In contrast to the relatively small quantities of water concentrated in the polar caps and dispersed in the crust today, it has long been thought that large quantities of discharged groundwater must have shaped the early Martian surface. Adapting terrestrial hydrogeological models to Mars, SwRI scientists found that the discharged groundwater was most likely supplied by recharge on the nearby Tharsis rise, but that such connections were regional, and not global, in scale. Large lakes were intermediate reservoirs for groundwater discharge. These interactions represent a true hydrologic cycle on early Mars.
Determining the age of a rocky surface is one of the pivotal measurements that can be made in planetary geology, yet this has been done only for samples returned by astronauts from the Moon. SwRI has a major effort under way to develop a portable Laser Desorption Resonance Ionization Mass Spectrometer (LDRIMS), a backpack-size instrument that can determine rock ages from a robotic lander or a rover. LDRIMS uses the classic method of measuring the radioactive decay of rubidium and strontium. The current benchtop prototype can measure standards with 10 parts per million net strontium to ±0.5 percent, and one-part-per-10-billion sensitivity, in less than one minute. Models of the error in the age measurement, assuming the composition of meteorites known to have come from Mars, show that dates accurate to 50 million years are possible in a few hours.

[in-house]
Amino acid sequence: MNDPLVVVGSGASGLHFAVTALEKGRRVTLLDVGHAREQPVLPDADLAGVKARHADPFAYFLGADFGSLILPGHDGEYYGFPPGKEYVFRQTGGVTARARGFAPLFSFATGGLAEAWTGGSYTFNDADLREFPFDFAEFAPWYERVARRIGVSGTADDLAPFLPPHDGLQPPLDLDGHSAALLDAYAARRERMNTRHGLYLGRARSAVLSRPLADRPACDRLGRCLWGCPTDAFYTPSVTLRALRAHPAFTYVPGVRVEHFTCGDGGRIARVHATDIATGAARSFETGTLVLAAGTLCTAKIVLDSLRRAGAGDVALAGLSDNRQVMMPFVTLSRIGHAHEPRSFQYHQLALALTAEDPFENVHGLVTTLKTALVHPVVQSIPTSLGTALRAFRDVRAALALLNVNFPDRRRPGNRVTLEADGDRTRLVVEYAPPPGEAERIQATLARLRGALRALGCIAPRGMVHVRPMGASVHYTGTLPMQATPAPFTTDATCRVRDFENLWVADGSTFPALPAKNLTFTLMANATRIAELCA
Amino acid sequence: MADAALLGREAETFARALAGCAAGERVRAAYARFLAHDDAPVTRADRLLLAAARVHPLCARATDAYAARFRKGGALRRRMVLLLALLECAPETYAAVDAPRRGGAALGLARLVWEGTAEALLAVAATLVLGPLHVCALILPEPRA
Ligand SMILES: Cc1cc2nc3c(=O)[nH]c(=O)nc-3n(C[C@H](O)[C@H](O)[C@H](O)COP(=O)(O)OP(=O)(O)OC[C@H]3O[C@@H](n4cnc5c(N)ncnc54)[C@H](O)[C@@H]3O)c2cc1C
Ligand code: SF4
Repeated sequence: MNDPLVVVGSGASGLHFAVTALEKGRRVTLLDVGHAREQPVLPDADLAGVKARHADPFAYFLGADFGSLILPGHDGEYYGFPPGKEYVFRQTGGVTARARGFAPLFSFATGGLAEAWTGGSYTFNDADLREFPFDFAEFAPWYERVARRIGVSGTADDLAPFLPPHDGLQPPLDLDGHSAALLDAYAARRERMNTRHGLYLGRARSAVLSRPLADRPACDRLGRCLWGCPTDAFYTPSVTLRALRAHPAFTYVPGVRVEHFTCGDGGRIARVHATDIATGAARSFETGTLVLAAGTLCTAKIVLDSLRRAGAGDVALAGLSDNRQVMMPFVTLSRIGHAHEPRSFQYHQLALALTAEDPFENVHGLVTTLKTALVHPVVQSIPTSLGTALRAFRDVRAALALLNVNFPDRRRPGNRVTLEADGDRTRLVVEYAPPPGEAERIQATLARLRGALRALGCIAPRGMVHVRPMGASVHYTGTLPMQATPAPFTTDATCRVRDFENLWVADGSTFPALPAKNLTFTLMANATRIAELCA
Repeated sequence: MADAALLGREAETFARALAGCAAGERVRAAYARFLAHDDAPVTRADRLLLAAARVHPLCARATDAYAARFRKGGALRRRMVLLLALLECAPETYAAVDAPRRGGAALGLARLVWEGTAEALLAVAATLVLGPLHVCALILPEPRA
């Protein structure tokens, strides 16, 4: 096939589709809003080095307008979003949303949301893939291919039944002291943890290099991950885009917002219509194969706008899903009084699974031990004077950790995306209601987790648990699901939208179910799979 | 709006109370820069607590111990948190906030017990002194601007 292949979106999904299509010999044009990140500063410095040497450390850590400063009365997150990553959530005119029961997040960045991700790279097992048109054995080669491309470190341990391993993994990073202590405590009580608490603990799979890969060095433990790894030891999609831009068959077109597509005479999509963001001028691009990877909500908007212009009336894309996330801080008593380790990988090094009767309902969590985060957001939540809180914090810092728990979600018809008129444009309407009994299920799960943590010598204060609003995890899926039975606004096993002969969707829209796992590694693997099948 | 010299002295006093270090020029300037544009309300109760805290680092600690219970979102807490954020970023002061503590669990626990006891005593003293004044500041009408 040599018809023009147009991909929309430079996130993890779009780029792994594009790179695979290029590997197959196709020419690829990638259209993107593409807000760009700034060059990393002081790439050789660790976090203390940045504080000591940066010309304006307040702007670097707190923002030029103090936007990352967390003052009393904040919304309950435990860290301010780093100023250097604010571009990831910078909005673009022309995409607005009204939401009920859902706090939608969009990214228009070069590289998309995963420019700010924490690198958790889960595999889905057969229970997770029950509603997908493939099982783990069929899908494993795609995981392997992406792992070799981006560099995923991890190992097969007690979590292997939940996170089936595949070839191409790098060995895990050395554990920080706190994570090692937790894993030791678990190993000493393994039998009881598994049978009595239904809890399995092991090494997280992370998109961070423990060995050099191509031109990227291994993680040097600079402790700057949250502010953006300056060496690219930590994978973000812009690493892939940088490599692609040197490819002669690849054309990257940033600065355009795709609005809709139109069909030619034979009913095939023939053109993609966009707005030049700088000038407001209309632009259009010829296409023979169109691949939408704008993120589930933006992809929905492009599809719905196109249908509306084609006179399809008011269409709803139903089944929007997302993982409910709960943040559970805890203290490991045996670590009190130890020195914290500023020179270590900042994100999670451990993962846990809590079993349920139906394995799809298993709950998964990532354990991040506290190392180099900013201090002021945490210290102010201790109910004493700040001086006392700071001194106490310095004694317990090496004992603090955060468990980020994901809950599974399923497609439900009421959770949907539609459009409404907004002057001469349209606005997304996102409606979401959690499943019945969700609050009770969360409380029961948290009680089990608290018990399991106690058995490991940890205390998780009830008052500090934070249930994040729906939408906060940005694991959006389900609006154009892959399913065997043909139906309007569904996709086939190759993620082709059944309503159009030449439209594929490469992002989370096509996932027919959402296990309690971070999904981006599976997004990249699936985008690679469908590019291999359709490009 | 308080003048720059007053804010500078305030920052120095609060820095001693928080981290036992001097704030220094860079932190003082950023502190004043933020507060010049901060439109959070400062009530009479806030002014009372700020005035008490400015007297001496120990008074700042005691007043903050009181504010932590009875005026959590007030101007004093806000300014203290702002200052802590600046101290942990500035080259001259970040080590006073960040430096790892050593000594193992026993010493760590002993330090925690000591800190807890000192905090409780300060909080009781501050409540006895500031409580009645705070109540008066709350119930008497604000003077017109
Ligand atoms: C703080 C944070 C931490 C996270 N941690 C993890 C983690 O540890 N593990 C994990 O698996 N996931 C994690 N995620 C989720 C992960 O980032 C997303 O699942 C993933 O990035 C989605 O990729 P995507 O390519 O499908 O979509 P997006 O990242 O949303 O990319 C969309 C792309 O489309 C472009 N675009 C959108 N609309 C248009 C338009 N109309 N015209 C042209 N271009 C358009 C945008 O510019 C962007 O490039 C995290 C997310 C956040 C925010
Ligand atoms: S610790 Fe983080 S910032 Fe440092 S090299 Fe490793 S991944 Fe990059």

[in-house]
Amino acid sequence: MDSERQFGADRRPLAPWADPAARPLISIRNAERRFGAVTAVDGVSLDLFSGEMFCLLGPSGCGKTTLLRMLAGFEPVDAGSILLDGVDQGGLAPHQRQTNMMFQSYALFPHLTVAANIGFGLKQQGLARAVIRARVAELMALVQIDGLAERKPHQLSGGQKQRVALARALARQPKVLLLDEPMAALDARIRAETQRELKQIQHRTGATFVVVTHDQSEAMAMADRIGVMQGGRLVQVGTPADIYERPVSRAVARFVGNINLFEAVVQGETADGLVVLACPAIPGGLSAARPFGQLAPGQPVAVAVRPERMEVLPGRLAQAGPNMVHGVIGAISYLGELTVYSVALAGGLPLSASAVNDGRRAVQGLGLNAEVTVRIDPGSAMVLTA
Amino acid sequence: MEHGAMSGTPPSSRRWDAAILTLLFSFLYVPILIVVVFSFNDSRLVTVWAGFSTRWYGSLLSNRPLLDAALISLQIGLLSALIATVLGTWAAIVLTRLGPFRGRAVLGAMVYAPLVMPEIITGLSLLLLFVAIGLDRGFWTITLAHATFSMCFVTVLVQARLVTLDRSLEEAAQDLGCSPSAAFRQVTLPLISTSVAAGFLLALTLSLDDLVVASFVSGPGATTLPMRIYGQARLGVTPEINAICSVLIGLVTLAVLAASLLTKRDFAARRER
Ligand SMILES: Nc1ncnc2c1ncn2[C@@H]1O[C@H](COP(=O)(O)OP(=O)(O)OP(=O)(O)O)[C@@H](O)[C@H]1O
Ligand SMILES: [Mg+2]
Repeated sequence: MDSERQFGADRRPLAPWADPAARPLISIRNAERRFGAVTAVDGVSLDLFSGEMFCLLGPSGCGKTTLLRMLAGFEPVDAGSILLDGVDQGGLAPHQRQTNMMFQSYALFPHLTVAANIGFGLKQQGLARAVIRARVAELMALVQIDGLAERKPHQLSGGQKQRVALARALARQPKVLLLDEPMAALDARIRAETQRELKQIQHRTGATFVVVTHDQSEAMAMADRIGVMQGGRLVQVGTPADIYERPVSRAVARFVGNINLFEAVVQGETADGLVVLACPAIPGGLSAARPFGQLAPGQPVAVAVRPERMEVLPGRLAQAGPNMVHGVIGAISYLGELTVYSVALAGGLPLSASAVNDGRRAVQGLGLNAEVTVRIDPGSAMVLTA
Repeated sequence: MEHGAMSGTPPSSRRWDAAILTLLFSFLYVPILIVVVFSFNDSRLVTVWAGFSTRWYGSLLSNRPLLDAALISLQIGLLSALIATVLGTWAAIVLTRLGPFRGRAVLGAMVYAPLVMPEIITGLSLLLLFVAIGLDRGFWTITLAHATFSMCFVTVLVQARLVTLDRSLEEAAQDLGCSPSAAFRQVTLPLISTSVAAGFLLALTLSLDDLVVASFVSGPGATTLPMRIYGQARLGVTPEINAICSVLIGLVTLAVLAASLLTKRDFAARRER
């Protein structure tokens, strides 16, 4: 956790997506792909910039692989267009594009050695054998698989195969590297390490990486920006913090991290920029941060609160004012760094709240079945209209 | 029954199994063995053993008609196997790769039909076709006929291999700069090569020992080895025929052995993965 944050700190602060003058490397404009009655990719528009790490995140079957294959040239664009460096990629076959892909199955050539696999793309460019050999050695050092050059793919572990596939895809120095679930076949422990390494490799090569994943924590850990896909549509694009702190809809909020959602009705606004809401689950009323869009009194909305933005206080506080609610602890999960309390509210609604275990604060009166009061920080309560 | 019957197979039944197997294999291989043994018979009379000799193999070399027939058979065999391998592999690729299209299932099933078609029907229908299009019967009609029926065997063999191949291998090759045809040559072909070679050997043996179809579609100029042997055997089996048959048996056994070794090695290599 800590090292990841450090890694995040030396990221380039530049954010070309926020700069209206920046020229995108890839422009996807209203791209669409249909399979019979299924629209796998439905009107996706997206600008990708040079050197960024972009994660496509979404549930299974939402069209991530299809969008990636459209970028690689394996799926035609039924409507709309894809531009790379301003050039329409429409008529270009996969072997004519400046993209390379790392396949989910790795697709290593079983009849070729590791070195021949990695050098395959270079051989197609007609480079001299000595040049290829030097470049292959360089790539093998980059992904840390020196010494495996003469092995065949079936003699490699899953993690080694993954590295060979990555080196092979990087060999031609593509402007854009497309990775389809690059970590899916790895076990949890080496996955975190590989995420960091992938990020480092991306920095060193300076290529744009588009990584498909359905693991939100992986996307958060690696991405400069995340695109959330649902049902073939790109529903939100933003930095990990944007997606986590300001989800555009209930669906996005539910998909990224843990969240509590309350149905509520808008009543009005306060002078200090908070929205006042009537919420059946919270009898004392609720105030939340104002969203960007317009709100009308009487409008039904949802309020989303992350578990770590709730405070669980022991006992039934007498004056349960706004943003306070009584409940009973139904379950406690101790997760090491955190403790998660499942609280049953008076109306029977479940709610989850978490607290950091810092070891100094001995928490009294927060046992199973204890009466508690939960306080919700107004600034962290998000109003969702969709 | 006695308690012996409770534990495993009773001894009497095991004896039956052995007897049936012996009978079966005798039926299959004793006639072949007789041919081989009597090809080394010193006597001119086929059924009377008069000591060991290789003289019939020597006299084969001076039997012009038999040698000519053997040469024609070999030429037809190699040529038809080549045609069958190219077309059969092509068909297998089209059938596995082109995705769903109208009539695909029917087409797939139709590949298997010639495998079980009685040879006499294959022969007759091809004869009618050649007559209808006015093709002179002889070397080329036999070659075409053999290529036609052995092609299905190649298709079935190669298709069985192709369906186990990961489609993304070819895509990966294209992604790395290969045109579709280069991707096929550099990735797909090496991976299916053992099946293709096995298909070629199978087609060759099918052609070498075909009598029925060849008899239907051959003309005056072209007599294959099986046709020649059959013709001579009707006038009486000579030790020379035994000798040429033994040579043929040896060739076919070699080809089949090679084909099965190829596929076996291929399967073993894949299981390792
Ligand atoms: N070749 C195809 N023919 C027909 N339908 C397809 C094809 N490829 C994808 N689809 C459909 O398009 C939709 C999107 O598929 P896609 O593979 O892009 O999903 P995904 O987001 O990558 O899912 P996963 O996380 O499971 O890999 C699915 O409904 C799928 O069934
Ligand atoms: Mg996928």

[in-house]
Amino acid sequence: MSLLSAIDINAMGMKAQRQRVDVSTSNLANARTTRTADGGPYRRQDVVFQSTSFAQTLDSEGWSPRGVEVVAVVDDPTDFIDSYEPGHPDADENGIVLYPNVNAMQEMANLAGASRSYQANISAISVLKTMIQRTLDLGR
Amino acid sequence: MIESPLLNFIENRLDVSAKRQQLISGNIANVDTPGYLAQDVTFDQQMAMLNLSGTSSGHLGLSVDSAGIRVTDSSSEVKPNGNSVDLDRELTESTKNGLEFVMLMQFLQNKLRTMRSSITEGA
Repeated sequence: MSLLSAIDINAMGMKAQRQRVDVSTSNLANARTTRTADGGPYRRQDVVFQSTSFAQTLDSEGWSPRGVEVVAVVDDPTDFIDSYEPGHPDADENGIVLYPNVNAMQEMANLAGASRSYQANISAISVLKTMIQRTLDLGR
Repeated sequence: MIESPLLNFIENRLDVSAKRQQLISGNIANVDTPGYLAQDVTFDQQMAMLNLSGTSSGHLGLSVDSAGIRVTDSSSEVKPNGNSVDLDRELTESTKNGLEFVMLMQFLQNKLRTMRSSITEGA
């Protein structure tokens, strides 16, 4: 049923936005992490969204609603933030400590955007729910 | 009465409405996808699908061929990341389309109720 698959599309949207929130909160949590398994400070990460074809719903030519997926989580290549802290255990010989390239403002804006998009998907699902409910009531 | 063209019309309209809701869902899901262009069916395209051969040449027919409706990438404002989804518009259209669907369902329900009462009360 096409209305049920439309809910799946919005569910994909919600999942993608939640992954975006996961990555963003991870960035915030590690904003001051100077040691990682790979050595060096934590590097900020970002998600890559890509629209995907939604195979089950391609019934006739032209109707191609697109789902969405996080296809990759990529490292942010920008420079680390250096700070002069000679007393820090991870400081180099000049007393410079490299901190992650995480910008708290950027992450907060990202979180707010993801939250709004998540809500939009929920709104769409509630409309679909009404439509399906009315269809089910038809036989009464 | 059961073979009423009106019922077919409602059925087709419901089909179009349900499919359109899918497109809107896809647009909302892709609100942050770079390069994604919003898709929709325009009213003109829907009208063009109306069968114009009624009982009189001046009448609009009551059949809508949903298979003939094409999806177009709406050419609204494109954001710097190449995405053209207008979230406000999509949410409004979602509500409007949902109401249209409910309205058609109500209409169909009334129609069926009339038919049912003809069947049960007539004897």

Current work in solar physics focuses on understanding how the Sun produces its magnetic field, and how ongoing changes in the surface magnetic field give rise to space weather and related effects throughout the solar system.
Staff members have developed computer vision software to
identify and track hundreds of thousands of magnetic features on the surface of
the Sun simultaneously, determining their motion and history as they interact
with one another. In this way, the nature of the Sun's complex magnetic dynamo
can be probed.
Magnetic field lines in the electrically conductive plasma of the Sun can become stretched, twisted and tangled. When field lines suddenly snap and reconnect, plasma can be hurled out as a solar flare or a larger coronal mass ejection (CME). The new "fluxon" simulation of the solar magnetic field treats field lines directly as physical objects, rather than as a distributed field in space, as has been the traditional approach. The high fidelity at a hundred-fold increase in computation speed has been remarkable. This enabled scientists to identify a new type of instability that causes magnetic explosions without reconnecting field lines.